The call by the Muttahida Qaumi Movement (MQM) Rabita Committee spokesman, Raza Haroon, for an indefinite shutter-down strike in Sindh came like a bombshell. Its most alarming aspect was that trade and industrial activities, as well as transportation, remained completely paralysed. The provincial government was caught unawares since it not prepared for such an eventuality.

Needless to say, both federal and provincial governments know that a complete shutter-down in Karachi can immensely harm the country’s economy - that is if sustained for an indefinite period. It is good that MQM’s threat was withdrawn the same night due to the intervention of the business community and the transporters.

Indeed, the MQM leadership is not so naïve as to embark upon such a ruinous path to destabilise the social and economic fabric of the state; first, to announce and then, to withdraw from the strike call without achieving some of its objectives. There is surely more to it than meets the eye.

Moreover, the timing of the shutter-down strike, the response of the business community, the freezing of the transport sector, and the closing down of educational institutions - all indicated the MQM’s potential to paralyse normal life in the urban centres of Sindh.

Meanwhile, the provincial government’s reaction to the issue was quite childish. Soon after the MQM’s announcement, Sindh Information Minister Sharjeel Memon, reportedly, said that no one would be allowed to close the businesses forcibly. He maintained: “The police and rangers have been directed to take stern action against those who were found in forcible closure of shops in the city,” This step would have led to chaos and lawlessness. Fortunately, the Chief of Army Staff, General Ashfaq Parvez Kayani, was there and apparently his intervention saved the economy great harm. Though the MQM withdrew the call, yet this does not mean that the crisis is over.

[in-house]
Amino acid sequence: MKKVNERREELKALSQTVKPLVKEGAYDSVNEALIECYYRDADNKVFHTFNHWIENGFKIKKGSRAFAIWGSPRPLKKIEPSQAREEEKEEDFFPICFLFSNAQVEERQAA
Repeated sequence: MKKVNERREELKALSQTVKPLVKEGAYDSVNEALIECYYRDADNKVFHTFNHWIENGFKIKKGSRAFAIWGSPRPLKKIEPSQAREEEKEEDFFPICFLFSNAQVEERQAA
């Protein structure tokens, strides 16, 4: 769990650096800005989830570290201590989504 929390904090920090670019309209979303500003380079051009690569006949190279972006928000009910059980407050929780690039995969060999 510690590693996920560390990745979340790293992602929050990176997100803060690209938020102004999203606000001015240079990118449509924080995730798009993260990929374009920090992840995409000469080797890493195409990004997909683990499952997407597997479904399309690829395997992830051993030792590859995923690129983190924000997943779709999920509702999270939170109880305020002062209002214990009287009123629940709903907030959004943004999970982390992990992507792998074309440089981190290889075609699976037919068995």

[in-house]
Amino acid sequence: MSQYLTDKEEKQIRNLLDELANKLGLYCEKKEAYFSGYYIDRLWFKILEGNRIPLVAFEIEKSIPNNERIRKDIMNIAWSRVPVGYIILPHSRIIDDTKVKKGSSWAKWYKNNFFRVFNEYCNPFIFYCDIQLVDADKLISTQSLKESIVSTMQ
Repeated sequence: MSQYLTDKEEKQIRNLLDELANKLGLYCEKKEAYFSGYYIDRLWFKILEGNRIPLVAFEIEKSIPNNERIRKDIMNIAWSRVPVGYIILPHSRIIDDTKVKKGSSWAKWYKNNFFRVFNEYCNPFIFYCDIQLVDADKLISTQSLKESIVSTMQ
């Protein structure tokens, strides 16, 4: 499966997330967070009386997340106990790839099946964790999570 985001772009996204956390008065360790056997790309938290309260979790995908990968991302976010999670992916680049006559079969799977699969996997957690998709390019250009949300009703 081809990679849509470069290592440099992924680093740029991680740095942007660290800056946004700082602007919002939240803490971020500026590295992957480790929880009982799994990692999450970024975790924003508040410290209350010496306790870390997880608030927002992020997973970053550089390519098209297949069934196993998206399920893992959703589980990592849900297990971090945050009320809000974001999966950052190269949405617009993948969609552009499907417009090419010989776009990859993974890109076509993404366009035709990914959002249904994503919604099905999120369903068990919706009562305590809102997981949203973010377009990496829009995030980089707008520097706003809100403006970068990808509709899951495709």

It is unfortunate that Pakistani politicians have learnt no lesson from history, neither from the fall of Dhaka nor from the military operations in Swat and FATA. Today, Pakistan is continuously facing militancy.

This has internal and external dimensions that are being exploited by anti-state forces. Pakistan is, therefore, not under a threat of war, but is facing a state of war that has no definable borders or enemies. That is why the armed forces responsible for defending the country against external aggression and internal subversion had to modify their military doctrine mainly to deal with this threats to Pakistan’s sovereignty and survival.

At this moment when Parliament is about to complete its five-year term and elections due to be held soon, the challenge of covert war in FATA, Sindh and Balochistan appear to be beyond the capacity of the police and rangers. The Supreme Court has already ruled that the governments in Sindh and Balochistan have failed to provide security to the life and property of the citizens.

Against this backdrop, there are many analysts and political parties, including PTI, that are emphasising the need for talks with militants so that bomb blasts, suicide attacks and target killings can be put to an end. Indeed, the lesson of history is that peace can only be achieved through negotiations. However first, we must maintain “unity, faith and discipline” in our own ranks to deal with the challenges facing Pakistan, as emphasised by Quaid-i-Azam Mohammad Ali Jinnah.

The writer is president of the Pakistan National Forum.  Email: